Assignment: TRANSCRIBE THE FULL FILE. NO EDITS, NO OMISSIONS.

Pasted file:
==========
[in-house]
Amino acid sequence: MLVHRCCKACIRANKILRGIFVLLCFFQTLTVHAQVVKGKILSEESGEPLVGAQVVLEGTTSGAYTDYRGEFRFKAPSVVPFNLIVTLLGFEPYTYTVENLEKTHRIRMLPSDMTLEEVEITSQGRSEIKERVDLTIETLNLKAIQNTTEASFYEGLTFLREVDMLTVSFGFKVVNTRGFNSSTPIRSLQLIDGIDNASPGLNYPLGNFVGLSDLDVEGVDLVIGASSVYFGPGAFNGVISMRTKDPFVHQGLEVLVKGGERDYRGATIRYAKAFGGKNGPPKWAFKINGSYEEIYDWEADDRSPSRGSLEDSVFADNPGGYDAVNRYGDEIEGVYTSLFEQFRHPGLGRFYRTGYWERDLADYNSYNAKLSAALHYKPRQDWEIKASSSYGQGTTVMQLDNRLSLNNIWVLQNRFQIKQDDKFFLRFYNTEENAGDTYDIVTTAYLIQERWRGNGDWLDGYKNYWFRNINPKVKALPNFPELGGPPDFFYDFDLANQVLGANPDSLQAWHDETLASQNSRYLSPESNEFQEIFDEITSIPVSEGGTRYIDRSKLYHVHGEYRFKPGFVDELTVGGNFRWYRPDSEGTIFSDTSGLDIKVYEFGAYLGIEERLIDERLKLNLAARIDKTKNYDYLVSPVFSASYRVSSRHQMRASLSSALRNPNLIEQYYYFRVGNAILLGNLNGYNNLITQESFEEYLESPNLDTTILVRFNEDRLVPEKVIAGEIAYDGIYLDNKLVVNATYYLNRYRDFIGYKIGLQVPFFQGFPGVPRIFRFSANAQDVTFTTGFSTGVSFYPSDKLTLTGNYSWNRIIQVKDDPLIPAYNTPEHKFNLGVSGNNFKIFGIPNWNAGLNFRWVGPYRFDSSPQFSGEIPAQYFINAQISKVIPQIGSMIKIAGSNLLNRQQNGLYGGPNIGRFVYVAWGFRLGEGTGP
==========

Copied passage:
[in-house]
Amino acid sequence: MLVHRCCKACIRANKILRGIFVLLCFFQTLTVHAQVVKGKILSEESGEPLVGAQVVLEGTTSGAYTDYRGEFRFKAPSVVPFNLIVTLLGFEPYTYTVENLEKTHRIRMLPSDMTLEEVEITSQGRSEIKERVDLTIETLNLKAIQNTTEASFYEGLTFLREVDMLTVSFGFKVVNTRGFNSSTPIRSLQLIDGIDNASPGLNYPLGNFVGLSDLDVEGVDLVIGASSVYFGPGAFNGVISMRTKDPFVHQGLEVLVKGGERDYRGATIRYAKAFGGKNGPPKWAFKINGSYEEIYDWEADDRSPSRGSLEDSVFADNPGGYDAVNRYGDEIEGVYTSLFEQFRHPGLGRFYRTGYWERDLADYNSYNAKLSAALHYKPRQDWEIKASSSYGQGTTVMQLDNRLSLNNIWVLQNRFQIKQDDKFFLRFYNTEENAGDTYDIVTTAYLIQERWRGNGDWLDGYKNYWFRNINPKVKALPNFPELGGPPDFFYDFDLANQVLGANPDSLQAWHDETLASQNSRYLSPESNEFQEIFDEITSIPVSEGGTRYIDRSKLYHVHGEYRFKPGFVDELTVGGNFRWYRPDSEGTIFSDTSGLDIKVYEFGAYLGIEERLIDERLKLNLAARIDKTKNYDYLVSPVFSASYRVSSRHQMRASLSSALRNPNLIEQYYYFRVGNAILLGNLNGYNNLITQESFEEYLESPNLDTTILVRFNEDRLVPEKVIAGEIAYDGIYLDNKLVVNATYYLNRYRDFIGYKIGLQVPFFQGFPGVPRIFRFSANAQDVTFTTGFSTGVSFYPSDKLTLTGNYSWNRIIQVKDDPLIPAYNTPEHKFNLGVSGNNFKIFGIPNWNAGLNFRWVGPYRFDSSPQFSGEIPAQYFINAQISKVIPQIGSMIKIAGSNLLNRQQNGLYGGPNIGRFVYVAWGFRLGEGTGP